My name is Joanna Vinick and I am the new EverTrue Genius. I know what you’re thinking: that title carries a lot of weight and expectations are high. Don’t get me wrong, I know that both of those are true but that’s honestly the way I like it. I like to be in a job, and on a team, where I am constantly challenged both professionally and intellectually. I like constantly growing and I love being in a place where I can talk about one of my favorite things – alumni affairs. You can ask anyone – once you get me talking about alumni affairs, student affairs and really, education in general… I don’t really stop until someone hits me.Graduation day from Hobart and William Smith Colleges, May 2011
So, when Brent first came into Boston Startup School, of which I am a recent alumna, I was absolutely shocked to hear that there was a startup that was working in the alumni affairs and institutional advancement space. How could I be THIS lucky? As the 6-week long program continued I made no secret of my love for EverTrue, both as a potential new hire and as an alumni volunteer for my alma mater, Hobart and William Smith Colleges. I wanted an EverTrue app formyself – I knew it would make my life, as an alumni volunteer, so much easier when reaching out to alumni/alumnae.
I spent most of my time at HWS Colleges, first as a student and then as a professional after I graduated, working to increase communication between alumni affairs and student affairs. Since I had an opportunity to learn about higher education in the context of these two very divided offices, I walked away with three recommendations for alumni affairs professionals looking to increase young alumni engagement.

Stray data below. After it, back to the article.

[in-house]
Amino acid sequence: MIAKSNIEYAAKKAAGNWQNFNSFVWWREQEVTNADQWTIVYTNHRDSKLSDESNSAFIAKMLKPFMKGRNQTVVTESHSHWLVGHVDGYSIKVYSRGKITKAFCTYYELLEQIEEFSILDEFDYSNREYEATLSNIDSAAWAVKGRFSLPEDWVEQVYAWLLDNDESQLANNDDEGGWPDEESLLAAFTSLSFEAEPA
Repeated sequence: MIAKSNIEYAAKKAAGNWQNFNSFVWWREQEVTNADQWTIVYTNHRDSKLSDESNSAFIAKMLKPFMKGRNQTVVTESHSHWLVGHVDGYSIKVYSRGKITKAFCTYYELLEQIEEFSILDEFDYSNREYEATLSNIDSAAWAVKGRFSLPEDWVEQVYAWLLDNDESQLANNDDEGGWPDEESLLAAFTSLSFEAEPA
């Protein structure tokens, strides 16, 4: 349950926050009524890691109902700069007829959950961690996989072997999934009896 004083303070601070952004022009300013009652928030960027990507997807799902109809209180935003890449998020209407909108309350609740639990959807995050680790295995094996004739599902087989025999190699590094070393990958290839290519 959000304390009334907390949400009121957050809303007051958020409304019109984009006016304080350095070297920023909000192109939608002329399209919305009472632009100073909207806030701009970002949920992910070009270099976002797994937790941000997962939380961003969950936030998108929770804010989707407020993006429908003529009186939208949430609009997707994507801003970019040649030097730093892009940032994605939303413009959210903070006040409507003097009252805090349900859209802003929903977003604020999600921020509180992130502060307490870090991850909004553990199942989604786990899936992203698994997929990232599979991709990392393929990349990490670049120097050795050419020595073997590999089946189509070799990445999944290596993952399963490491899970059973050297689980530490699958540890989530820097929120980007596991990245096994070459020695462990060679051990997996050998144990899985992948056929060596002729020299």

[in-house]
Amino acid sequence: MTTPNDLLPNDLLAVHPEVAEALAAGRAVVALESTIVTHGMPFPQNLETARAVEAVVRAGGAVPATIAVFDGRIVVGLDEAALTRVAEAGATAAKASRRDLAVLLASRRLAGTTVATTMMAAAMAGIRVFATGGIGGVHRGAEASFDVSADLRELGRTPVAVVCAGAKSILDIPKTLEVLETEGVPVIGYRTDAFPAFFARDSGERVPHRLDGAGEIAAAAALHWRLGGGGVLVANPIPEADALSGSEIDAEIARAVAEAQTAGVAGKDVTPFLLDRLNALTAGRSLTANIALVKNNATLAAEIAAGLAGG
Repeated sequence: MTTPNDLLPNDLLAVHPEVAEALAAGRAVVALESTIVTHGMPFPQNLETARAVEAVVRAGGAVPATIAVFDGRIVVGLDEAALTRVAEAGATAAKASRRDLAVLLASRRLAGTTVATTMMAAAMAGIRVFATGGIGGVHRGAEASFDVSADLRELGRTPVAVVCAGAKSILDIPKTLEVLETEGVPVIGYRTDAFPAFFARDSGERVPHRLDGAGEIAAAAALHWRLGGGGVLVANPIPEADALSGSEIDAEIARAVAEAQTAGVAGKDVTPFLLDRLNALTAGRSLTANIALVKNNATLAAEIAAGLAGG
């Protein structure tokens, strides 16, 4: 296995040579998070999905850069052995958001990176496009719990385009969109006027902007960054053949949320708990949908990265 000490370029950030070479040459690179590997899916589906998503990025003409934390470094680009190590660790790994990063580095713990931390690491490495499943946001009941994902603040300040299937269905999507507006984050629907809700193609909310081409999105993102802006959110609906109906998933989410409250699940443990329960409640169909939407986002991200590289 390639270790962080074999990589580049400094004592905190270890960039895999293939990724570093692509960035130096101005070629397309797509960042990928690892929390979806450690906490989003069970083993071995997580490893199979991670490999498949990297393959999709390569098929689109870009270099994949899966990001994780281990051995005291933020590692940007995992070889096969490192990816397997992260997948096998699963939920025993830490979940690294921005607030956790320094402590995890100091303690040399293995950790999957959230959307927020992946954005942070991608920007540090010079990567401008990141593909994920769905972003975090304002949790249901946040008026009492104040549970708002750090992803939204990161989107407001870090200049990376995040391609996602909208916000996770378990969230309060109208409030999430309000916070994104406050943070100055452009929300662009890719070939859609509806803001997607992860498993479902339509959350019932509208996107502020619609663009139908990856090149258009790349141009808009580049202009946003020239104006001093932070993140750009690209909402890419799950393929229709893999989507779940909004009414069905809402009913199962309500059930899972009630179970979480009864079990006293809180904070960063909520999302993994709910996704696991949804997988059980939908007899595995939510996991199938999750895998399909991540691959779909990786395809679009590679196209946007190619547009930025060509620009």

1. Try and remember that today’s students are tomorrow’s alumni. This is not a novel concept, but if you repeat that phrase in your head over and over as you plan events, work on campaigns and think about engagement you will begin to realize that those students who live, work and learn across the street from you will likely be more invested in what you are trying to accomplish if you invest in them.
2. Young alumni have no idea who you are. The second they are handed their diploma, those professionals and faculty, with whom they have spent four years building relationships, have basically disappeared. Usually, their only connection to the school is your alumni affairs office so try to be accessible, welcoming and introduce yourselves. Be creative about it. Events help. So does a strong social media presence.
3. Lastly, there is a reason that this young alumni volunteer was so excited about working for a startup in advancement. I speak on behalf of alumni volunteers everywhere: we hate excel spreadsheets with outdated information. How can you expect us, year after year, to call old phone numbers, disabled email accounts and ask about jobs that people haven’t held for months and still be enthusiastic volunteers? Remember, we are donating our time because we truly love our alma maters and want to help continue to strengthen the communities but, we are the X Generation, the babies of the baby boomers, and we want (and expect) new technology. No more outdated spreadsheets, please.
Joanna, your newest “Genius”